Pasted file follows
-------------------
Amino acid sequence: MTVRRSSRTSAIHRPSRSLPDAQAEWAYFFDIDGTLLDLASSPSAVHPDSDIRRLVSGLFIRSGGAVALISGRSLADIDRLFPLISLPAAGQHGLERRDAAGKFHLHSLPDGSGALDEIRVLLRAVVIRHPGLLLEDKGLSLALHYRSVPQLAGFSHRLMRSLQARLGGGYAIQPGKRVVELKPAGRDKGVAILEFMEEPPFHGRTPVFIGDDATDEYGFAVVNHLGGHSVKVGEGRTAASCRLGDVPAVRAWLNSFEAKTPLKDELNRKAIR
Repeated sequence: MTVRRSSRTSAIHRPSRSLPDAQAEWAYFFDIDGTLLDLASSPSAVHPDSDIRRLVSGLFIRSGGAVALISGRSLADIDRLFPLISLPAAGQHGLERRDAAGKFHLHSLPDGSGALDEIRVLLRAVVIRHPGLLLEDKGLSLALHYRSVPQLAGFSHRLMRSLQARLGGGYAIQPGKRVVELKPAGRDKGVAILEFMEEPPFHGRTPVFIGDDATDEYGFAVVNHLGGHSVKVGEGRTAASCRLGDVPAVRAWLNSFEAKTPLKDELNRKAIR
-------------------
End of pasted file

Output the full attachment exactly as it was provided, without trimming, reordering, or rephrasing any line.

Amino acid sequence: MTVRRSSRTSAIHRPSRSLPDAQAEWAYFFDIDGTLLDLASSPSAVHPDSDIRRLVSGLFIRSGGAVALISGRSLADIDRLFPLISLPAAGQHGLERRDAAGKFHLHSLPDGSGALDEIRVLLRAVVIRHPGLLLEDKGLSLALHYRSVPQLAGFSHRLMRSLQARLGGGYAIQPGKRVVELKPAGRDKGVAILEFMEEPPFHGRTPVFIGDDATDEYGFAVVNHLGGHSVKVGEGRTAASCRLGDVPAVRAWLNSFEAKTPLKDELNRKAIR
Repeated sequence: MTVRRSSRTSAIHRPSRSLPDAQAEWAYFFDIDGTLLDLASSPSAVHPDSDIRRLVSGLFIRSGGAVALISGRSLADIDRLFPLISLPAAGQHGLERRDAAGKFHLHSLPDGSGALDEIRVLLRAVVIRHPGLLLEDKGLSLALHYRSVPQLAGFSHRLMRSLQARLGGGYAIQPGKRVVELKPAGRDKGVAILEFMEEPPFHGRTPVFIGDDATDEYGFAVVNHLGGHSVKVGEGRTAASCRLGDVPAVRAWLNSFEAKTPLKDELNRKAIR